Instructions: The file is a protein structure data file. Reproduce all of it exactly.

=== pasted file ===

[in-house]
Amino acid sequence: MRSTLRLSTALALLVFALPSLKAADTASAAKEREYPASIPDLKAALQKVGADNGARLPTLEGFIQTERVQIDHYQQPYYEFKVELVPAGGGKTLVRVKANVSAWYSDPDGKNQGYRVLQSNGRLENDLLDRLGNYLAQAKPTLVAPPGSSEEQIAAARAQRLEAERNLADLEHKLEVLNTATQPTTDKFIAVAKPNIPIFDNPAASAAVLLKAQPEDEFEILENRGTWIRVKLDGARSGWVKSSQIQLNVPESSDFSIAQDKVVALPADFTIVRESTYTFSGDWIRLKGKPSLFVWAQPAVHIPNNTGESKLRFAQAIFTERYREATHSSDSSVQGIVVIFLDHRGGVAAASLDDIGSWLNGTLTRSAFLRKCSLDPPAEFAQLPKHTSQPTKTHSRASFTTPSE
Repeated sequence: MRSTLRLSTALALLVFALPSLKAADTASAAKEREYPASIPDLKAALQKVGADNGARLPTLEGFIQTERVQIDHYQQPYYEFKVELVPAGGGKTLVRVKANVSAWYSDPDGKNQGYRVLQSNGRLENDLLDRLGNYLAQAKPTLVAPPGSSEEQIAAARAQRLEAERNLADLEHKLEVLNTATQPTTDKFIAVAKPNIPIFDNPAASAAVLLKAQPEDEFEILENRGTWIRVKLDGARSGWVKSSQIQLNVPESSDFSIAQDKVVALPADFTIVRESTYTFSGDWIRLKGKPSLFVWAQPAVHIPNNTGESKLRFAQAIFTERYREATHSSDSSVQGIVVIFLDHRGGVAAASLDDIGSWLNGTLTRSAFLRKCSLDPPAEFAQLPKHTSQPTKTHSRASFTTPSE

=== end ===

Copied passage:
[in-house]
Amino acid sequence: MRSTLRLSTALALLVFALPSLKAADTASAAKEREYPASIPDLKAALQKVGADNGARLPTLEGFIQTERVQIDHYQQPYYEFKVELVPAGGGKTLVRVKANVSAWYSDPDGKNQGYRVLQSNGRLENDLLDRLGNYLAQAKPTLVAPPGSSEEQIAAARAQRLEAERNLADLEHKLEVLNTATQPTTDKFIAVAKPNIPIFDNPAASAAVLLKAQPEDEFEILENRGTWIRVKLDGARSGWVKSSQIQLNVPESSDFSIAQDKVVALPADFTIVRESTYTFSGDWIRLKGKPSLFVWAQPAVHIPNNTGESKLRFAQAIFTERYREATHSSDSSVQGIVVIFLDHRGGVAAASLDDIGSWLNGTLTRSAFLRKCSLDPPAEFAQLPKHTSQPTKTHSRASFTTPSE
Repeated sequence: MRSTLRLSTALALLVFALPSLKAADTASAAKEREYPASIPDLKAALQKVGADNGARLPTLEGFIQTERVQIDHYQQPYYEFKVELVPAGGGKTLVRVKANVSAWYSDPDGKNQGYRVLQSNGRLENDLLDRLGNYLAQAKPTLVAPPGSSEEQIAAARAQRLEAERNLADLEHKLEVLNTATQPTTDKFIAVAKPNIPIFDNPAASAAVLLKAQPEDEFEILENRGTWIRVKLDGARSGWVKSSQIQLNVPESSDFSIAQDKVVALPADFTIVRESTYTFSGDWIRLKGKPSLFVWAQPAVHIPNNTGESKLRFAQAIFTERYREATHSSDSSVQGIVVIFLDHRGGVAAASLDDIGSWLNGTLTRSAFLRKCSLDPPAEFAQLPKHTSQPTKTHSRASFTTPSE